Since women have had the pill available to them, they have seen many other forms of birth control options pop up for them, including an injection, a ring and a patch. Men, all through this time, have had two options: a condom or a vasectomy. Both have received less-than-positive attention; condoms for being uncomfortable and a vasectomy for being too painful.

Now, after 40 years, scientists may have a legitimate birth control pill for men. The pill works similarly to the women's pill.

The female contraceptive uses hormones, estrogens and progestins to shut off the release of eggs to prevent pregnancy. The same idea is applied to men's contraceptives: hormones, such as testosterone and progestins, are used to turn off the production of sperm.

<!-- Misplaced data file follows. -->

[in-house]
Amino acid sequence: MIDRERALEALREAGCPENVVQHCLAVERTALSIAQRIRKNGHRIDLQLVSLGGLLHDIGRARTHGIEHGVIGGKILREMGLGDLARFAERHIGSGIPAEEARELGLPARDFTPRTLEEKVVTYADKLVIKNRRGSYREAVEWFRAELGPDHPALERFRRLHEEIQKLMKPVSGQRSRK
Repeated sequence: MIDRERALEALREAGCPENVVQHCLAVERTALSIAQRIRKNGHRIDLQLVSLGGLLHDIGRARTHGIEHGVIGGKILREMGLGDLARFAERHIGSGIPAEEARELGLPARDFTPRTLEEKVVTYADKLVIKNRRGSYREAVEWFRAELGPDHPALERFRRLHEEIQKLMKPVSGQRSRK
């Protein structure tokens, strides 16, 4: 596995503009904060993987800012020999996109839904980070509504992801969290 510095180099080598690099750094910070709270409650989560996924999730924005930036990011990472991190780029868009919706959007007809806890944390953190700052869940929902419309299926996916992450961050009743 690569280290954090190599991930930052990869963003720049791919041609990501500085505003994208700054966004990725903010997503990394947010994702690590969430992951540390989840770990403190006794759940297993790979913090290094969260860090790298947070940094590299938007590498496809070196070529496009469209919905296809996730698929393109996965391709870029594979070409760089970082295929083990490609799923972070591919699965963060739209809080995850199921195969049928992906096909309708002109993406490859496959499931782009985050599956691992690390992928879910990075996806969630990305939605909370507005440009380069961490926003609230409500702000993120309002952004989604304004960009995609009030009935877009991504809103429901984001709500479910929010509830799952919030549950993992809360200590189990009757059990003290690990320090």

Other options are being researched that would avoid altering hormones, which has been shown to have some negative side-effects. New research at Northfolk State University is being done that would disable the sperm in finding the egg.

Joseph Hall, Ph.D of the NSU Center for Biotechnology and Biomedical Sciences, told an Indiana newspaper that his group is working to create a safer form of birth control for men.

"Basically, what we are trying to do, create, is a blind sperm; a sperm that can't recognize the egg," he told the newspaper.

However, this approach to male birth control is still in the research stages, and has a 92-percent effective rate on rats, and a 98-percent effective rate in petri dishes. The scientists at Northfolk went back to the drawing board, aiming to find the key to creating a birth control with 100-percent effectiveness.

Some men are pleased to hear the decision about birth control will be left up to them.

"You got the assurance," said John Jarman, a Weber State University criminal justice freshman, "The girl might lie to you about being on birth control."